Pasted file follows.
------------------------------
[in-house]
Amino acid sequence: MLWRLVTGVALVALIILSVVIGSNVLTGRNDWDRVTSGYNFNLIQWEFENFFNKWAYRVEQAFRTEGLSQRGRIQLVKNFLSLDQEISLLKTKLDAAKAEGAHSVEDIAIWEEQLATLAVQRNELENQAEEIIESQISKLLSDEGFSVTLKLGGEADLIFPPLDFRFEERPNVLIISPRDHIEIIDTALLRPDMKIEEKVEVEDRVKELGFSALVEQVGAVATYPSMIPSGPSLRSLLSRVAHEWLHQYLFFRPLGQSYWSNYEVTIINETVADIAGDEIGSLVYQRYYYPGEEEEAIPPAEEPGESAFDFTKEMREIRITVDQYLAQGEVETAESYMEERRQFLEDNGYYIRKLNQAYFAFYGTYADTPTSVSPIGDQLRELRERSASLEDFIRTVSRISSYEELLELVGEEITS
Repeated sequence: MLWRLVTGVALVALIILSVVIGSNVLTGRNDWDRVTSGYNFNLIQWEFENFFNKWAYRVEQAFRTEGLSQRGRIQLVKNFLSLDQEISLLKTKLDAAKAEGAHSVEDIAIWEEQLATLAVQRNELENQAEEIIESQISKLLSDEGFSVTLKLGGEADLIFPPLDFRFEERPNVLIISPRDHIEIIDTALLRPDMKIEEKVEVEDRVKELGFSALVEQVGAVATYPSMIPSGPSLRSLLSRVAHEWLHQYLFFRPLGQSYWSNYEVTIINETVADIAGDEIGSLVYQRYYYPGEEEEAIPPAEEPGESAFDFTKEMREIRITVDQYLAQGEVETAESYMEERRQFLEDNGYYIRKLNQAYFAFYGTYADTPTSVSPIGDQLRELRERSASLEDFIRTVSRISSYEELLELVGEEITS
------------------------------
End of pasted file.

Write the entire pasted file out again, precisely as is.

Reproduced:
[in-house]
Amino acid sequence: MLWRLVTGVALVALIILSVVIGSNVLTGRNDWDRVTSGYNFNLIQWEFENFFNKWAYRVEQAFRTEGLSQRGRIQLVKNFLSLDQEISLLKTKLDAAKAEGAHSVEDIAIWEEQLATLAVQRNELENQAEEIIESQISKLLSDEGFSVTLKLGGEADLIFPPLDFRFEERPNVLIISPRDHIEIIDTALLRPDMKIEEKVEVEDRVKELGFSALVEQVGAVATYPSMIPSGPSLRSLLSRVAHEWLHQYLFFRPLGQSYWSNYEVTIINETVADIAGDEIGSLVYQRYYYPGEEEEAIPPAEEPGESAFDFTKEMREIRITVDQYLAQGEVETAESYMEERRQFLEDNGYYIRKLNQAYFAFYGTYADTPTSVSPIGDQLRELRERSASLEDFIRTVSRISSYEELLELVGEEITS
Repeated sequence: MLWRLVTGVALVALIILSVVIGSNVLTGRNDWDRVTSGYNFNLIQWEFENFFNKWAYRVEQAFRTEGLSQRGRIQLVKNFLSLDQEISLLKTKLDAAKAEGAHSVEDIAIWEEQLATLAVQRNELENQAEEIIESQISKLLSDEGFSVTLKLGGEADLIFPPLDFRFEERPNVLIISPRDHIEIIDTALLRPDMKIEEKVEVEDRVKELGFSALVEQVGAVATYPSMIPSGPSLRSLLSRVAHEWLHQYLFFRPLGQSYWSNYEVTIINETVADIAGDEIGSLVYQRYYYPGEEEEAIPPAEEPGESAFDFTKEMREIRITVDQYLAQGEVETAESYMEERRQFLEDNGYYIRKLNQAYFAFYGTYADTPTSVSPIGDQLRELRERSASLEDFIRTVSRISSYEELLELVGEEITS